Little Mac sits on the south west side of the Lost River Range in Eastern Idaho, its a satellite peak of the larger Mt. McCaleb. It rises to 11071' over 4000' above the Lost River Valley floor. It will stand for ever in my mind as the place where I was almost laid to rest. On December 22nd 2007 My self and Dan Gregory decided to climb Mt. McCaleb. We drove to Mackey from Boise and slept in the truck. It was a long drive because of snowy roads and we had a hard time finding the right road to take to get to the bottom of the mountain. It was 3 am when we finally settled down to sleep. ( it was also -12 F outside the truck which soon became -12 inside the truck) Dan didn't sleep very well he only got about 1 hour total, because he was wrapped up in just a blanket for most of the night. I on the other hand took my zero degree sleeping bag and slept like a babe in the womb for the full three hours of night we had. We hit the trail about 7:30 and had two miles of sagebrush and snow drift walking to reach the bottom of the mountain. As a side note ranchers think they own all land their fat cattle feed on and therefore can keep anyone from crossing it, even to access public land. We found ourselves facing such a situation on our drive in to the mountain the night before. Some smart @$% put a fence across the only access road to the mountain and just to add insult to injury the jerk didn't even bother to put in a gate. I think I would have been happier if there would have been a locked gate rather than no gate at all. It was a real slap in the face at 3:00 am. ( next time I will make sure to throw in some wire cutters with my kit. ) Through most of the climb I was not feeling very chipper, It could have been a number of things; 3 hours sleep in the last 26, 14 pieces of fudge at the family Christmas party the night before (when it comes to fudge I have the self control of a bird dog in a chicken coop), or possibly the fact that it was blistering cold and I was going to be doing the equivalent of a marathon on 3 packs of instant oatmeal, 2 granola bars, and some Jeff Foxworthy redneck jerky. ( I wouldn't be surprised if it was made from rednecks, it tasted that lame) Needless to say the -10 truck and my sleeping bag were looking like Nirvana that morning. We reached 9,000' at about noon and there was 10-12" of snow on the ground. We weren't to concerned about avalanches because there was so little snow. Usually it takes two or three layers of snow from different storms to create dangerous conditions. The wind was calm and the sun was out, and before we knew it we were in our shirt sleeves and sweating like pigs. When we got to the tree line we could see how much further we had to climb, and we realized very quickly that we were not going to make the summit of Mt. McCaleb. There were still about 4 hours of climbing at the pace we were traveling. This time of year the sun sets about 5pm and there was no way we were going to be on the summit when the sun set. It would be much to dangerous to walk out in the dark and cold. The route to Mt. McCaleb climbs up the south ridge of Little Mac to about 9500' where the two routs split and the Little Mac route continues up the south ridge. When we reached 9500' we decided to continue up the south ridge and summit Little Mac, because it seemed shorter and closer. We climbed another 500' and the ridge began to level off, but it became very exposed with a 2000' near vertical slope on the west and a 1500' drop on the other side. It was very narrow at some points less than two feet, but the best part was the wind. I had mentioned earlier that there was no wind, well as soon as we topped out on the ridge we climbed out of the protection of the south face. The wind came barreling out of the NW like a train at a constant 20-30 mph, with gust of over 50 mph. It was pretty darn freaky being that high and that exposed with occasional 50 mph shove that you can't see coming. Twice I was knocked over and found my self face down on the ridge. Needless to say I did quite a bit of crawling, and hand over foot crab scampering across most of the ridge. At this point a part of the movie "Sahara" comes to mind when Al it talking to Dirk about the loser 45 yr old guy with a nasty wife and 2 kids that hate him. If you don't remember the movie I recommend a review of it was a great analogy. But I digress, I was really starting to consider the situation lame at that point. Thoughts of Bob don't take that dead end job, and Bob don't marry that harpy were rapidly filling in my brain. But the summit looked close maybe 30 minutes more. So we went the 30 minutes and guess what! Yup False Summit, and the true summit was over an hour away still. Dang it Bob! At this point Dan and I decided it was in our posterity's' best interest that we give up the summit and retreat to the safety of anything other than the godforsaken rock we were so tentatively perched on. That was it, the mountain had beaten us by enlisting the help of the winds of the lower jet steam. But we also felt great relief at having come to this decision, only to realize that we had climbed our selves into a corner. The winds were constantly 40+ mph now and down climbing the ridge looked like a very grim prospect. Our only other alternative was to drop of the ridge onto a wind blown, very icy subsidiary ridge on the east side of the south ridge, but to get to that ridge we had to cross a small snow covered gully that turned into a very steep chute and ran 1500' to the bottom of an old terminal moraine. After about 30 seconds of debate we decided to head for the gully and get to the east side of the ridge and out of the wind. If in this narration I could play music, this is where the dark sinister notes would start floating through the air, but it wouldn't matter much because the high winds would have blown them all away. Steep slopes usually won't hold large snow loads because the snow keeps sliding off before it can build up. The gully we were about to cross was very steep probably 55-60 degrees and it had snow in it, and to my surprise the further we got into it the deeper the snow got. I didn't think much about it at the time but I will from that day forth see that as a very dangerous sign. High winds had blown all the snow from the surrounding ridges into the gully where it piled up and created a huge avalanche prone slope, add to that a couple of ignorant, frozen, tired, mules headed for the barn and you get a bad situation. We got almost to the other side of the gully, I was leading stabbing in my ice axe dagger style and Dan was about 20' behind fallowing in the steps I was kick out. As a blessing from heaven we fell into sync, both with axes in the snow at the same time both stepping at the same time. The fact that both of our axes were stabbed in the snow at the same time probably saved our lives. In the next half of a second the whole mountain came alive and tried to drag us down to our deaths. The snow which we were walking on was in fact about 6' deep, and about 3' down there was a inch of powder snow that separated the two strata, creating a weak bond between the them. From the weight of our bodies and kicking steps into the snow we broke loose the top layer and it fractured right below our feet. We hung on to our axes and watched as everything below us went in to motion and slid away. Funny enough both Dan and I had the same reaction and exclaimed the vulgar term for defecation at the same exact moment, and stared wide eyed in unbelief that we were handing on to our axes at the top of the chute and not laying in a heap buried under 8' of avalanche debris 1500' down the mountain. Both of us had our feet swept out from under us, but we were both able to hang on to our axes and regain our feet. The next few seconds were some of the most intense I have ever felt in my entire life. I stood petrified hugging the waist high overhanging slab that was still perched above our tracks, scared that it to would begin to slide and engulf us and throw our bodies down the slope over jagged rocks and ice shards to be buried in icy tombs till spring found our bodies and melted us out. We did some hyper monkey style moves to get out of the gully and on to the safety of the wind blown ridge, then I had to sit down because I was shaking too much to stand.Here is a picture of me standing next to the debris after we down climbed to the bottom. Click on the image to see a large view of the length of the avalanche. In the next few hours I thought a lot about my three daughters and my wonderful wife that is 7 months pregnant with our first son. I think its safe to say that I felt like a real rat face, and for about 10 minutes I swore I would never mountaineer again. The potential for disaster was so close to becoming a reality, and both Dan and I would have left single moms to raise 4 children each. I can't believe we let our selves get into that situation, but even more can't believe how blessed we are to be alive and uninjured. They say hindsight is 20/20, well I must be looking through the fog because I don't know if I could have made better choices. Sometimes thing that you don't plan for happen and there is not much you can do about it. As a good friend and climber I respect said: "Oh well- the mountain will be there for you next time and you may be a little wiser. I tell myself that also, but I'm not convinced about the latter. " Sawtoothsean.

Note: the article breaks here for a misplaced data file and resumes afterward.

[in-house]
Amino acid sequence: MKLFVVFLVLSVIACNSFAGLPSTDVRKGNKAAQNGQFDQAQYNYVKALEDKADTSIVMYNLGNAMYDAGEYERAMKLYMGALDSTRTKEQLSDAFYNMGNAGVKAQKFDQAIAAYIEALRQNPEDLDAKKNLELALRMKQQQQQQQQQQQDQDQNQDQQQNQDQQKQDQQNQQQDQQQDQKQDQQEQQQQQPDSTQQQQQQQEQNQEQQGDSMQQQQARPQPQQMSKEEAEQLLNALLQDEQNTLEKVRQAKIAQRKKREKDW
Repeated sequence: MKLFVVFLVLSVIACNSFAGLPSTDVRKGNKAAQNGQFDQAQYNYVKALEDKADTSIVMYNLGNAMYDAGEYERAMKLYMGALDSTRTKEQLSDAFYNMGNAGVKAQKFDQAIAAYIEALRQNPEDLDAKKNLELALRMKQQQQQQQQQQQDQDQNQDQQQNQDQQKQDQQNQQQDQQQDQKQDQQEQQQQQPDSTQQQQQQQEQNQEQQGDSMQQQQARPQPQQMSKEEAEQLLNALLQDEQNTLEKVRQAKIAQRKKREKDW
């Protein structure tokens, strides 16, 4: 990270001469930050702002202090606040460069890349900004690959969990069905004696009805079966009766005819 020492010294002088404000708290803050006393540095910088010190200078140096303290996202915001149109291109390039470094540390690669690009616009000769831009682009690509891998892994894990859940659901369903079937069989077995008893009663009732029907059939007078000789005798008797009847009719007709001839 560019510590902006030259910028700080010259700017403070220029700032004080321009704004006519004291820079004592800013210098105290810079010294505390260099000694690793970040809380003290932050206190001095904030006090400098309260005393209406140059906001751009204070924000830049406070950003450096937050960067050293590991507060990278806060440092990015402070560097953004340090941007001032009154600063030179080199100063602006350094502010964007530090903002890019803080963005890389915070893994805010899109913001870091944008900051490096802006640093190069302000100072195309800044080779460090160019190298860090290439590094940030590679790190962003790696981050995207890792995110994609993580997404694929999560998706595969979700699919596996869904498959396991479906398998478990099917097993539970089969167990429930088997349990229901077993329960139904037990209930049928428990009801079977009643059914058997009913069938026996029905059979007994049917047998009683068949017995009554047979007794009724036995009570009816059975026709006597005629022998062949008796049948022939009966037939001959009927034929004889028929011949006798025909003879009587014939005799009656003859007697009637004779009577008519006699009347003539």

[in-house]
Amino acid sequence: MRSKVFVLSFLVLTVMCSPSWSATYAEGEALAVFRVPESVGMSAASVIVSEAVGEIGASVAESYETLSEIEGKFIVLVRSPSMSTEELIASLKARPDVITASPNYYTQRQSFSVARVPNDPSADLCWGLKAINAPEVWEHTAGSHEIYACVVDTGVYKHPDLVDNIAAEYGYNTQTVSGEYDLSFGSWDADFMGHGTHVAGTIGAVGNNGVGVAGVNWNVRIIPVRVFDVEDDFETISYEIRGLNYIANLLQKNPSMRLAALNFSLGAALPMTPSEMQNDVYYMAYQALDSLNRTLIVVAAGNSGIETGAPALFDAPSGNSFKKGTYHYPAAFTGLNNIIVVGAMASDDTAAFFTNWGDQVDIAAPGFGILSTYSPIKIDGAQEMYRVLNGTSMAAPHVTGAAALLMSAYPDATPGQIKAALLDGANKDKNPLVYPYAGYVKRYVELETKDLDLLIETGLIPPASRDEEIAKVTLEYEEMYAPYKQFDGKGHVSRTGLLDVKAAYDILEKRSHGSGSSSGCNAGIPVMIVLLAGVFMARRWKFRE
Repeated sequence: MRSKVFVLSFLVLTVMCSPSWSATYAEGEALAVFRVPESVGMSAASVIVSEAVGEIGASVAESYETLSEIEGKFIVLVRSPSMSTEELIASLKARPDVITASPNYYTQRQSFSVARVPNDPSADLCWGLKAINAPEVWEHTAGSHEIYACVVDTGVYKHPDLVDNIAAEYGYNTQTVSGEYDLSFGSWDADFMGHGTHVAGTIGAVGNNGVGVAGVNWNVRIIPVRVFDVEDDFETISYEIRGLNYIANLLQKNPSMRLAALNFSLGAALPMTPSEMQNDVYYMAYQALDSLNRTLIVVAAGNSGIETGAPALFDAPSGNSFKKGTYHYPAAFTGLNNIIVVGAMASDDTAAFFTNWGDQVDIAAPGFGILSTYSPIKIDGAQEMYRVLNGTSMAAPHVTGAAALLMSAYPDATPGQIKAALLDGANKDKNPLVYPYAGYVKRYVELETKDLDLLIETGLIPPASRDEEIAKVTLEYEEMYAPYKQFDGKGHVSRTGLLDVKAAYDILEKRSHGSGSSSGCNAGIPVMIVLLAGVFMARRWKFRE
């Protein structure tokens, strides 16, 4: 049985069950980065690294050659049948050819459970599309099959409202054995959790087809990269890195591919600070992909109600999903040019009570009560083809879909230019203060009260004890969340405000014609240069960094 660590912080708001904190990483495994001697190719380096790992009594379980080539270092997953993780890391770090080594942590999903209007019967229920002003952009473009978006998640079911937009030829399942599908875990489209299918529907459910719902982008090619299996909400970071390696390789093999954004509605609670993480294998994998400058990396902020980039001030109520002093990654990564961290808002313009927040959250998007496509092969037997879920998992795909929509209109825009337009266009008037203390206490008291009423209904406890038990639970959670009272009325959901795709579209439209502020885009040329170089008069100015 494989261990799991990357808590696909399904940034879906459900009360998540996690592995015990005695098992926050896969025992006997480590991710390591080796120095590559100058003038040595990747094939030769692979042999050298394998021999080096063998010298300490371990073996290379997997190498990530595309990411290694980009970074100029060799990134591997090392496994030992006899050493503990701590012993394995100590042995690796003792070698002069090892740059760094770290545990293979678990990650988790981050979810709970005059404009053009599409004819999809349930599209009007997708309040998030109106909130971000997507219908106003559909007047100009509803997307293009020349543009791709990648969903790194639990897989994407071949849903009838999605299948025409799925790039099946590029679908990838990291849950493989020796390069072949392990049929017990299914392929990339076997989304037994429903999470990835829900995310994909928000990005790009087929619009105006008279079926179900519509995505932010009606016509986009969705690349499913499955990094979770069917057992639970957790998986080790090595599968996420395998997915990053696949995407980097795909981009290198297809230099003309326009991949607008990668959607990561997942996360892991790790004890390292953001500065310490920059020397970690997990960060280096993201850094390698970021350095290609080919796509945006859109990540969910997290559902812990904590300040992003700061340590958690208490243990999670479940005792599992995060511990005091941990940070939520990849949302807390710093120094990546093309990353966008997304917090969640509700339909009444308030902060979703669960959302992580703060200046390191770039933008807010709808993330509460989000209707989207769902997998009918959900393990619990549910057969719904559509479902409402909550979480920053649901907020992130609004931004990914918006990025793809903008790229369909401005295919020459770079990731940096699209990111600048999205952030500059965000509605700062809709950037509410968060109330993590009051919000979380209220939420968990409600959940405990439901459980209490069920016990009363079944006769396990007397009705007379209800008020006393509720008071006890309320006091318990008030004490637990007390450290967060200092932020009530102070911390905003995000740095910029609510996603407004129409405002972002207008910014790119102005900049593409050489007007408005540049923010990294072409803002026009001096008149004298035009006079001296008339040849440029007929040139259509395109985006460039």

Welcome to Abram's blog, I have created this page to document my efforts of living a healthy happy life, preserving my sanity and it might be even a little diverting. The recording of the small things, I assume, will provide some kind of insight, hindsight, or some sort of sight, even if it be short sight to where my path is leading in life.